Social Web Recap 26.03.18
(My weekly annotated short summary of significant social web platform developments from the previous week, with links and carping marginalia as needed . . . Posted every Monday morning or thereabouts. )
CHART OF THE WEEK
I don't spend time worrying about brands getting better at selling us stuff on social, but this chart and other data reported by Sprout Social give a good idea of how we interact on mobile with products and services — 50% of millennials use the internet to research products before purchasing while 7 in 10 Gen Xers are more likely to make purchases from brands they follow on social. And the most heart warming number: 46% or people will unfollow a brand on social for posting too many promotional messages!
Video makers prefer YouTube to other social platforms as the place to post their creations and build viewers. But Facebook is making it more attractive—it hopes—to use its platform as a hub by launching a subscription feature to help video makers make a few bucks from followers. Recode's Kurt Wagner reports that "Beginning in mid-April, the company will roll out what amounts to a digital tip jar, where fans can send creators money each month in exchange for things like exclusive content, or a badge to put on their profile to show they’re a supporter." This is just one of three or four tools Facebook is testing to brighten video makers' prospects of success on their platform.
The 2017-2018 trend for livestreaming is infecting a number of major social platforms. So as not to lose a step on other livestream options, YouTube is adding the ability to livestream directly from desktop webcams. YouTube's ambition is to encourage "more beauty vloggers and product reviewers" to transmit live in addition to posting videos on their site.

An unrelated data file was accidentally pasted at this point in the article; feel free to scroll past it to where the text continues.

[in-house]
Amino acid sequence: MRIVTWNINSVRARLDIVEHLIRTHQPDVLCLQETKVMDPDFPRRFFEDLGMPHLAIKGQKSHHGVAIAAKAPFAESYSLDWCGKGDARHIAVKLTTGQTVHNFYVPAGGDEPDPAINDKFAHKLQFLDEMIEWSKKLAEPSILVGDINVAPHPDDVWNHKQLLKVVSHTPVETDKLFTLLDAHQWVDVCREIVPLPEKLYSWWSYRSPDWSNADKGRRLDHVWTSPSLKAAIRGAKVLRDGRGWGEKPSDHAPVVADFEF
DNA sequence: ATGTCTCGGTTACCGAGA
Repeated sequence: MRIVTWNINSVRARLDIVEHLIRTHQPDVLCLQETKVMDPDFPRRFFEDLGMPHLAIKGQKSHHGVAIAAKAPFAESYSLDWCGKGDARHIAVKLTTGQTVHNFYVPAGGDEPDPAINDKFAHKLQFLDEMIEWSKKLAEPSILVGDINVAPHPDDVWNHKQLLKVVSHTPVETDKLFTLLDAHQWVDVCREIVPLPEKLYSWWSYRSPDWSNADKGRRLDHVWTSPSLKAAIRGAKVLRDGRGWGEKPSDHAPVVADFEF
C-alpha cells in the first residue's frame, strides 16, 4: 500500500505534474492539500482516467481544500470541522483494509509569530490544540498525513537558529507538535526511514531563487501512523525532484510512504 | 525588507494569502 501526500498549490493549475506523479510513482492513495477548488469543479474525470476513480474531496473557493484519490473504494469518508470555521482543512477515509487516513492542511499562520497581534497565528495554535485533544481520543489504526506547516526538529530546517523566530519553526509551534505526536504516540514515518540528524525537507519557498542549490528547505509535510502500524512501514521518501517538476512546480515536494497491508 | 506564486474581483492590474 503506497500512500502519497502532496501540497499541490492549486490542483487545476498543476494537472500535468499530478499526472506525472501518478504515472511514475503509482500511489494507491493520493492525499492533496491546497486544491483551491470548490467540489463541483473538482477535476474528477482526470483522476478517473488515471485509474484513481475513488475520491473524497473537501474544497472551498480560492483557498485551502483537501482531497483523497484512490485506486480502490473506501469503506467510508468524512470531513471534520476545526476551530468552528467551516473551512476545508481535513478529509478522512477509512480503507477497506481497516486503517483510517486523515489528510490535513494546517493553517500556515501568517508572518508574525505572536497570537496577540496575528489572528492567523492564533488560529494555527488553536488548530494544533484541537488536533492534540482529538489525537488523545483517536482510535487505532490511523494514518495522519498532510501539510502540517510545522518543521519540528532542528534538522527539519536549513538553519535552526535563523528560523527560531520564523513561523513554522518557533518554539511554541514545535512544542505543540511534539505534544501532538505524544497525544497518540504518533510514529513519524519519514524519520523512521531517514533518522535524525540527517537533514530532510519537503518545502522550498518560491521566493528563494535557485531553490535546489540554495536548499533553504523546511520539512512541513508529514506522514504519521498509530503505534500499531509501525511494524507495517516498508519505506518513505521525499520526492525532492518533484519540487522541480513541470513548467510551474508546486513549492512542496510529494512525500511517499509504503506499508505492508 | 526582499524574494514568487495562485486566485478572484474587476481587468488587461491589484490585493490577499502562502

The increasingly popular cloud-based team collaboration service doesn't say much about the fact that bosses can, if they like, get access to their employees' Slack direct messages. 'Plus' paying customers could previously export 'compliance reports', which included DM content. However, Jack Morse at Mashable reports that "In an update buried on a help page, Slack says that as of April 20, 2018, it's doing away with compliance exports. Good news for the privacy-inclined, right? Not exactly. That's because the associated power to read private messages isn't going anywhere." Troubling don't you think?
Pinterest is ostensibly a place "where people discover new ideas and find inspiration to do the things they love" and then post the images on 'boards'. But it has also steadily become a place for posting images of coveted products . . . and for businesses to make those products readily available for purchase. Not surprisingly then Pinterest has been slowly rolling out something called 'Shopping Ads' which "automatically create promoted pins from an existing product feed for a retailer. That means it’s basically one less thing for retailers to worry about as they add more and more content to the service."
Thankfully, Instagram is taking a step back from its unpopular algorithmic feed by introducing a 'New Posts' button that "lets you choose when you want to refresh, rather than it happening automatically." Other changes made last week will also "ensure that newer posts are more likely to appear first in feed." Any complaints? Doubtful.
A couple of months ago, Instagram introduced the ability to follow hashtags. It has now announced that you can add hashtag and profile links in your bio, which "become live links that lead to a hashtag page or another profile." (The link explains the details on how to add # or @ and what happens when you do.)
Doubling down on SnapMap, its mapping update introduced last year, Snapchat has added "a new feature called Map Explore which will let you thumb through Snap Map updates in a more methodical way, so that you can see where your friends are and where they’re traveling."